MADISON, Wis. March 25, 2019 – We all know that turning off lights and buying energy-efficient appliances affects our financial bottom line. Now, according to a new study by University of Wisconsin-Madison researchers, we know that saving energy also saves lives and even more money for consumers by alleviating the costs of adverse health effects attributed to air pollution.
Writing this week in the journal Environmental Science & Technology, a team led by UW-Madison postdoctoral researcher David Abel tabulates both lives saved and cost benefits to consumers of improved health outcomes due to reduced energy consumption.
“By saving electricity, we can also save lives,” says Abel, of the Center for Sustainability and the Global Environment in UW-Madison’s Nelson Institute for Environmental Studies. “There is a range of health benefits. It’s a bonus. We find there are extra health reasons to turn off a light.”
Abel and his colleagues, including senior author Tracey Holloway, also of the Nelson Institute, deployed a suite of three widely used models to calculate power plant emissions, air quality and human mortality over a span of three summer months, when energy use is high. Their findings show that a 12 percent increase in summertime energy efficiency would reduce exposure to air pollution, specifically ozone and fine particulate matter. In short, cleaner air would save 475 human lives each year in the United States, worth an estimated $4 billion.
That savings translates to almost 5 cents per kilowatt hour of energy used. That is a huge incentive, the Wisconsin team notes, given that electricity costs about 10 cents per kilowatt hour on average.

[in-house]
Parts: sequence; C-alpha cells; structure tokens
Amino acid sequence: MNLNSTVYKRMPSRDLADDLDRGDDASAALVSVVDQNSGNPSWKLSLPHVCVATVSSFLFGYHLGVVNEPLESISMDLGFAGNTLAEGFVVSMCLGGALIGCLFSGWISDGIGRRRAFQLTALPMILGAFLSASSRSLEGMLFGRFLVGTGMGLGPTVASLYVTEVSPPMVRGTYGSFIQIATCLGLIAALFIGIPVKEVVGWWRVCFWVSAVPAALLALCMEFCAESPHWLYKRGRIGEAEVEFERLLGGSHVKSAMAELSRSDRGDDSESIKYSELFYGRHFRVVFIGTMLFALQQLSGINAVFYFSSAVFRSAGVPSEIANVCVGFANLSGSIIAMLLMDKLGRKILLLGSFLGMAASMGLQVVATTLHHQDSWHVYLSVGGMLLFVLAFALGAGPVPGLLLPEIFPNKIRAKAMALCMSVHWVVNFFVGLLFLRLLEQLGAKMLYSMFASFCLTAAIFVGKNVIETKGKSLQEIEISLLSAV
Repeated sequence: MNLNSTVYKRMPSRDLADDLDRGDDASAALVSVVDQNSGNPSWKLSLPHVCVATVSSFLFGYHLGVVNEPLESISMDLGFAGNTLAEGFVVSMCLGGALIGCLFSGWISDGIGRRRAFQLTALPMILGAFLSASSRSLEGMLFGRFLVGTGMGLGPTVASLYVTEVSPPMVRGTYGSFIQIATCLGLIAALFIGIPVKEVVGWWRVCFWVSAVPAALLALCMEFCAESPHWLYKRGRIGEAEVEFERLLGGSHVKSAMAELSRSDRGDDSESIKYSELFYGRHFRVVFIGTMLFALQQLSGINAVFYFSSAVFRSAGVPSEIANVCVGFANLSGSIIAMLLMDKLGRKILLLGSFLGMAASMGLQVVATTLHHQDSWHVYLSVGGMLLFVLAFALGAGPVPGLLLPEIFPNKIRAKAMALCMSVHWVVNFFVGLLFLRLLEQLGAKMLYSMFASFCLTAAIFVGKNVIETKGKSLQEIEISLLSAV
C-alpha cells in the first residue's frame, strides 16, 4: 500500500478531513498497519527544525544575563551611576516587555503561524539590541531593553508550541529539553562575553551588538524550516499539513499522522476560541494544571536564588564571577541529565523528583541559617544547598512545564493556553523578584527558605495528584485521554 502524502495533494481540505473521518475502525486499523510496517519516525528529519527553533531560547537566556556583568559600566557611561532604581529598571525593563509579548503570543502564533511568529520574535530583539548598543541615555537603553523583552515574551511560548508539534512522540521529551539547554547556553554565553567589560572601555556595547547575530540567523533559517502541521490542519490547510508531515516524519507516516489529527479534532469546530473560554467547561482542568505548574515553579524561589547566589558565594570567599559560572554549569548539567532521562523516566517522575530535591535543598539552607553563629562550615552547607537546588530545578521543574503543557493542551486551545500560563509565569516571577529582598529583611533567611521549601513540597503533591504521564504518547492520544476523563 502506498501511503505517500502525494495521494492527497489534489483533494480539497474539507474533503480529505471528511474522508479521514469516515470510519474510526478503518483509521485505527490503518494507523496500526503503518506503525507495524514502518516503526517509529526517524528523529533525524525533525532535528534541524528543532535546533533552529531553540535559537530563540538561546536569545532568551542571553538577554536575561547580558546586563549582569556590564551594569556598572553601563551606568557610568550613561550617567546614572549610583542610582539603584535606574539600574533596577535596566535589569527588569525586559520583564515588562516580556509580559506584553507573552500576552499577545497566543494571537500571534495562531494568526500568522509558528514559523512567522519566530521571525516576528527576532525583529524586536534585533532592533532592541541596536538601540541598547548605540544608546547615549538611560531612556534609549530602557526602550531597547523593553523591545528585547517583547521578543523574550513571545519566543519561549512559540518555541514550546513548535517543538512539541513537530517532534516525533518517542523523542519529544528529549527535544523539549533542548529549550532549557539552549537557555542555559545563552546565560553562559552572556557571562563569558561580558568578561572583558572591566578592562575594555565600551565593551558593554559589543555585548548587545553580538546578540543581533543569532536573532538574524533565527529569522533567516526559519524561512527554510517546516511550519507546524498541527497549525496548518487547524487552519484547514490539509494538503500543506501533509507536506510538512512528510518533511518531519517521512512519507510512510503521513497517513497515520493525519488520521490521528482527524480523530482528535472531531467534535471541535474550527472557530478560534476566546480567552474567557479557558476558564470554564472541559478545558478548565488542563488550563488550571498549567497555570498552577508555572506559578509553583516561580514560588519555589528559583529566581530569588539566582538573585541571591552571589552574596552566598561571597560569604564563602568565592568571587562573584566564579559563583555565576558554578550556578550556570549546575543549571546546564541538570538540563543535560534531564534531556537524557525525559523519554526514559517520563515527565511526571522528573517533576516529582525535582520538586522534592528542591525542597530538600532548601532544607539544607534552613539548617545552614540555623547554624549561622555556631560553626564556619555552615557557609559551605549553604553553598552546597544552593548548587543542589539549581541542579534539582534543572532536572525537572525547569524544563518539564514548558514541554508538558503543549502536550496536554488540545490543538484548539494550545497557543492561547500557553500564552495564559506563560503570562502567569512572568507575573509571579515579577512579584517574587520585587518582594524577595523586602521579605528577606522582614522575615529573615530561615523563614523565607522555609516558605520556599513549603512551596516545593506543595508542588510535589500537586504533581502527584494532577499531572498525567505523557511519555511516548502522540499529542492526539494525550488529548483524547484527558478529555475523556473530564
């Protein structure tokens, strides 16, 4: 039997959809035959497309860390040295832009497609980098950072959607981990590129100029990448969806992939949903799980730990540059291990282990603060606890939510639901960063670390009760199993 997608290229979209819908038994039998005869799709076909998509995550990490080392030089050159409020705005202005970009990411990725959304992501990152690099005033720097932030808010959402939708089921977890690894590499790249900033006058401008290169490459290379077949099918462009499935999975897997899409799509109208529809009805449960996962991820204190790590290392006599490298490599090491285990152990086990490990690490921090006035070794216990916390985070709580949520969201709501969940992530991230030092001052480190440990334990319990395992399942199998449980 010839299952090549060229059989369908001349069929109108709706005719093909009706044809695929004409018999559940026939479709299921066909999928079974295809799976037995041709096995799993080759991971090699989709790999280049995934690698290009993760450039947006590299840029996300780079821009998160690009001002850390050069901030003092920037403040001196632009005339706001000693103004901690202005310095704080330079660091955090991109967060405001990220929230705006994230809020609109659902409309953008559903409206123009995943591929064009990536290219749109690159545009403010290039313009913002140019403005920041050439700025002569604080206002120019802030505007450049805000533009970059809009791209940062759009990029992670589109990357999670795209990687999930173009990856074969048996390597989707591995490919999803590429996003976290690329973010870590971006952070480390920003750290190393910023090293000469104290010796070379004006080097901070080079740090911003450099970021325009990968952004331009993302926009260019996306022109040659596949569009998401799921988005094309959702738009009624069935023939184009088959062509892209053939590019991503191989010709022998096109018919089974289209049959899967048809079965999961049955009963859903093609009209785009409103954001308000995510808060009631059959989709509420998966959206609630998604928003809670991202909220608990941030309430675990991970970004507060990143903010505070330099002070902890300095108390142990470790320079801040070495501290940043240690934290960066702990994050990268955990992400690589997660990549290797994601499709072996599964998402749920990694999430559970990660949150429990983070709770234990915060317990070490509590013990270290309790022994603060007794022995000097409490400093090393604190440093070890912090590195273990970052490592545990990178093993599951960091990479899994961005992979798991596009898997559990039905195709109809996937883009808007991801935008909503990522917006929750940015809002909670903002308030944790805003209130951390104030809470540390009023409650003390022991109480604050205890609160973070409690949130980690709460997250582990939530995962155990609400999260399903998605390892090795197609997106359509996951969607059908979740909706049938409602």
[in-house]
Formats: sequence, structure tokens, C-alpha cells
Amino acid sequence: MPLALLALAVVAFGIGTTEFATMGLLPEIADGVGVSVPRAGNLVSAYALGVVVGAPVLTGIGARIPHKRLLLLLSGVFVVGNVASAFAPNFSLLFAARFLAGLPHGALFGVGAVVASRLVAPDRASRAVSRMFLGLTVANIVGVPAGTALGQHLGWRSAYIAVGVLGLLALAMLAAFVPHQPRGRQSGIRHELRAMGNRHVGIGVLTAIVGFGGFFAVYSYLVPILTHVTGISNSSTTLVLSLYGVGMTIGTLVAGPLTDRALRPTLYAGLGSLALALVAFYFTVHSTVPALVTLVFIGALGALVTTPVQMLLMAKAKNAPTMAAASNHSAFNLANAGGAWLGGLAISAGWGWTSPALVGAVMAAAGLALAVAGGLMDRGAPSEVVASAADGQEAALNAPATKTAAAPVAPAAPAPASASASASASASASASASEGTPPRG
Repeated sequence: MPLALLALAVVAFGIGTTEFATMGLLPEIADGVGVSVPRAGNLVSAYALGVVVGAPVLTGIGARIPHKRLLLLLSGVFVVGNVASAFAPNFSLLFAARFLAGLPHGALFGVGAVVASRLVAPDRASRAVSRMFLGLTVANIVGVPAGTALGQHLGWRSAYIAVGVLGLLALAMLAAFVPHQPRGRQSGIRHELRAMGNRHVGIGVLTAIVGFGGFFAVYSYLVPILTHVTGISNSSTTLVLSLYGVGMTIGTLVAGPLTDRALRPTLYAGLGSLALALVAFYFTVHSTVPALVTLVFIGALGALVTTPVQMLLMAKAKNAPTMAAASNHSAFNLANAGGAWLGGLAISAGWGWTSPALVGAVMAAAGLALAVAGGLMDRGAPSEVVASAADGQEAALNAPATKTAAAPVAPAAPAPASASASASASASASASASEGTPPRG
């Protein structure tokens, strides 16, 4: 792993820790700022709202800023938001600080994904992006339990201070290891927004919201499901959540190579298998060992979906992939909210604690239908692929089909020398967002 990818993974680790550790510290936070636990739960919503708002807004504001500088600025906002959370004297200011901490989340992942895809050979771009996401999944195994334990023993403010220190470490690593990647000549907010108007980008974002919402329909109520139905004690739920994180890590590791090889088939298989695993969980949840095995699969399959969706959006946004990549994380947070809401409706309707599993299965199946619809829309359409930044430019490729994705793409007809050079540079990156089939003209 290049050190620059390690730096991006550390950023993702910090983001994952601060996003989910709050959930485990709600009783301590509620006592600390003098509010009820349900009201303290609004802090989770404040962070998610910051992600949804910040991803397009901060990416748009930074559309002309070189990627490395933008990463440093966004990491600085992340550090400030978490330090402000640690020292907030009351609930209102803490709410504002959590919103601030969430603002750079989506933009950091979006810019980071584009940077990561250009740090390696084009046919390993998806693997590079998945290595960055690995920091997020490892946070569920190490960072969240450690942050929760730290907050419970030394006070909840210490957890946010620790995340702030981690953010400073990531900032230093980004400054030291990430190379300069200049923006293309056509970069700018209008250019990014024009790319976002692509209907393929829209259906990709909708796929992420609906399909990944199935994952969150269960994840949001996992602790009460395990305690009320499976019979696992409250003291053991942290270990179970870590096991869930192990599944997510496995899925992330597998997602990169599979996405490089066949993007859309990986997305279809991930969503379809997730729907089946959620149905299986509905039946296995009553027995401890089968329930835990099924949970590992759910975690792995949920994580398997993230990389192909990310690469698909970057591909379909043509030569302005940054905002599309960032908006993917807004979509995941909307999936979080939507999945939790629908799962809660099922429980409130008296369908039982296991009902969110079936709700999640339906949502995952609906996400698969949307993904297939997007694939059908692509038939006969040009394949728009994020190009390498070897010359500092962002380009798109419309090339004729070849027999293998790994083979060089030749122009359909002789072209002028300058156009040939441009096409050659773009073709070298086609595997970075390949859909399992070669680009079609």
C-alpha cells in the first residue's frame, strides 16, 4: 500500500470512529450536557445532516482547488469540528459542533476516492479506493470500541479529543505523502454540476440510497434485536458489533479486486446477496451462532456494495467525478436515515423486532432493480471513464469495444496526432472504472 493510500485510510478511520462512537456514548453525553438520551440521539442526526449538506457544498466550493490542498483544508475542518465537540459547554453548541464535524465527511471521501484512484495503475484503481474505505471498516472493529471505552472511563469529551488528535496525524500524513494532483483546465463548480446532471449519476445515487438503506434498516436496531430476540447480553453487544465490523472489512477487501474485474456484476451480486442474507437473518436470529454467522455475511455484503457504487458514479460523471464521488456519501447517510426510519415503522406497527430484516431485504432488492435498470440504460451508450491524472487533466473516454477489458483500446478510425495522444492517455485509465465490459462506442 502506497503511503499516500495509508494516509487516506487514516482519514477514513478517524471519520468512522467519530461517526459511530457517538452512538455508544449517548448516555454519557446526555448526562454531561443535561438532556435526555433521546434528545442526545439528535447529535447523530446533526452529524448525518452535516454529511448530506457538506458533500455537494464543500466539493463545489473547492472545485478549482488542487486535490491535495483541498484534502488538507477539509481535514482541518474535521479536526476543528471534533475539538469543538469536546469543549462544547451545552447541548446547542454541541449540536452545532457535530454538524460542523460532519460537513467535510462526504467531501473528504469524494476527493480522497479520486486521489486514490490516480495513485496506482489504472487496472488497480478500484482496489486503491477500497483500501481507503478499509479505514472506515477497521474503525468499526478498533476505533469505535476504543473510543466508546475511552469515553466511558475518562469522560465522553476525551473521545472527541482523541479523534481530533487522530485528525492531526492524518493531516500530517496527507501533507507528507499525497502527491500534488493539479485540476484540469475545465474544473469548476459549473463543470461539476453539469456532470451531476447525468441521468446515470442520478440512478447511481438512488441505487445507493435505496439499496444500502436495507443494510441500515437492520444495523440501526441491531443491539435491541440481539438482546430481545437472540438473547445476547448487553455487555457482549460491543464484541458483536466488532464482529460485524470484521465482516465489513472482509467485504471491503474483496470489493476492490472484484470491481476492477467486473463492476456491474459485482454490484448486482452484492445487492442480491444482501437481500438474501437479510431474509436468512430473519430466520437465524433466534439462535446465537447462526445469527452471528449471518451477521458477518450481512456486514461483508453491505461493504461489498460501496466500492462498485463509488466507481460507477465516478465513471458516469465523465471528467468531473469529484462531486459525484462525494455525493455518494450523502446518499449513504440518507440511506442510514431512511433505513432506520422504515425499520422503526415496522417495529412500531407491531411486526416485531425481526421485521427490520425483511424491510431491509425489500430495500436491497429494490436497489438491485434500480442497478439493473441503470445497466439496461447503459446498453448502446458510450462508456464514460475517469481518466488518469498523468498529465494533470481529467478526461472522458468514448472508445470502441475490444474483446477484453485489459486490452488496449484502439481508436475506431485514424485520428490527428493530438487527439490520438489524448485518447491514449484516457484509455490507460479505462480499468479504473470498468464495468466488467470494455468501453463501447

“We’re trying to clarify how changes in energy systems have benefits for public health,” explains Holloway, who is also a UW-Madison professor of atmospheric and oceanic sciences. “For the most part, the energy community is not focused on the human health effects of air pollution.”
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By showing the savings and how to accurately gauge the value of lives saved and associated reduced health care costs, the UW team hopes to provide policymakers and the energy industry with a road map for assessing the human health benefits of reducing energy use. Ideally, putting a price tag on positive health outcomes related to reduced energy adds a new impetus to the existing strategies used by government and the energy industry to help consumers save energy.
Air pollution such as ozone and fine particles caused by emissions from power plants adversely affect human health. They are known to contribute to an increased incidence of asthma attacks and other respiratory diseases in susceptible populations.
The project to quantify the human health benefits of saving energy, says Holloway, emerged from an undergraduate class project that found that only one state, Texas, had used energy efficiency to meet air pollution targets. Many counties across the United States fail to meet ozone and particulate standards, as required by the Environmental Protection Agency.
“This seems like a missed opportunity,” says Holloway. “Energy efficiency is free, yet it is not being included in the basket of solutions.”
An implicit goal of the new research, say Abel and Holloway, is to help build bridges between distinct sets of researchers and policymakers. In practice, people who focus on air pollution and those who focus on energy work in different worlds, the Wisconsin researchers say. Finding common threads and providing tools to integrate those different worlds will save money, improve human health, and equip government and industry to meet stated air quality goals.